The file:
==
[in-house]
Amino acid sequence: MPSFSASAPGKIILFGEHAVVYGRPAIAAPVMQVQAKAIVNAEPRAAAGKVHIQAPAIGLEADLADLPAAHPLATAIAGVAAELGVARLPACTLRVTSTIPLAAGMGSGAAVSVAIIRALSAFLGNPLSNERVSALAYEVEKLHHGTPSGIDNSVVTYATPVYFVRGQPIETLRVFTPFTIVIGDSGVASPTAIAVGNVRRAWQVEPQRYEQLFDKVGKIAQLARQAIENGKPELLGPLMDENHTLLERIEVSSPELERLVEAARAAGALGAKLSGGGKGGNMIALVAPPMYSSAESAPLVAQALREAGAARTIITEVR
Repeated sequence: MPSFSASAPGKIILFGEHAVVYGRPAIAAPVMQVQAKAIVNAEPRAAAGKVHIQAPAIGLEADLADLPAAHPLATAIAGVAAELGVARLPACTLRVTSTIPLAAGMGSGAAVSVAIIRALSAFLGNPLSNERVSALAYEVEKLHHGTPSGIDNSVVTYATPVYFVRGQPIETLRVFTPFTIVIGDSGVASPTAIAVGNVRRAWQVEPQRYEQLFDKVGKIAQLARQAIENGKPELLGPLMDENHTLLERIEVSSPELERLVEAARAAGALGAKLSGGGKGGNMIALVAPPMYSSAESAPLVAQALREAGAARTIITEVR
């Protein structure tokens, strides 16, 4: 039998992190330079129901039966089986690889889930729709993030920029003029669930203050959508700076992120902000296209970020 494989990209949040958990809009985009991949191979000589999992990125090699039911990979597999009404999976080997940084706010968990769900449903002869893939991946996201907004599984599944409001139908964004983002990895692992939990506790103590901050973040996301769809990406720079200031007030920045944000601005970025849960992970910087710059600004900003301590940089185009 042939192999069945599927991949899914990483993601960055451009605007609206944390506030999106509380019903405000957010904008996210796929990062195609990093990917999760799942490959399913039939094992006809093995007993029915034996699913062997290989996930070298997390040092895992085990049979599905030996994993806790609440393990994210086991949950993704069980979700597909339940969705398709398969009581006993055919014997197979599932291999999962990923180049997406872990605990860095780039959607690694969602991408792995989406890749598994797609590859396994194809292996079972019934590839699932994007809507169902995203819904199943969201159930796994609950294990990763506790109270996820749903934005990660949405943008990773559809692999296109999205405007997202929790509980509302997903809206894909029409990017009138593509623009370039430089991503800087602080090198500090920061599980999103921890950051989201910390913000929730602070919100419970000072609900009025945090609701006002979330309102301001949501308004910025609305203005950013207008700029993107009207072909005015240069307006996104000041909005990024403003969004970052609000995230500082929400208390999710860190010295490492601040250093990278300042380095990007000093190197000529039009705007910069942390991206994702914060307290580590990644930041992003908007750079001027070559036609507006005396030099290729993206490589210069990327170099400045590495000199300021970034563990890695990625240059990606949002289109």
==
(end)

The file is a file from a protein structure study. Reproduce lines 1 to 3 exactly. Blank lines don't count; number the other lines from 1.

[in-house]
Amino acid sequence: MPSFSASAPGKIILFGEHAVVYGRPAIAAPVMQVQAKAIVNAEPRAAAGKVHIQAPAIGLEADLADLPAAHPLATAIAGVAAELGVARLPACTLRVTSTIPLAAGMGSGAAVSVAIIRALSAFLGNPLSNERVSALAYEVEKLHHGTPSGIDNSVVTYATPVYFVRGQPIETLRVFTPFTIVIGDSGVASPTAIAVGNVRRAWQVEPQRYEQLFDKVGKIAQLARQAIENGKPELLGPLMDENHTLLERIEVSSPELERLVEAARAAGALGAKLSGGGKGGNMIALVAPPMYSSAESAPLVAQALREAGAARTIITEVR
Repeated sequence: MPSFSASAPGKIILFGEHAVVYGRPAIAAPVMQVQAKAIVNAEPRAAAGKVHIQAPAIGLEADLADLPAAHPLATAIAGVAAELGVARLPACTLRVTSTIPLAAGMGSGAAVSVAIIRALSAFLGNPLSNERVSALAYEVEKLHHGTPSGIDNSVVTYATPVYFVRGQPIETLRVFTPFTIVIGDSGVASPTAIAVGNVRRAWQVEPQRYEQLFDKVGKIAQLARQAIENGKPELLGPLMDENHTLLERIEVSSPELERLVEAARAAGALGAKLSGGGKGGNMIALVAPPMYSSAESAPLVAQALREAGAARTIITEVR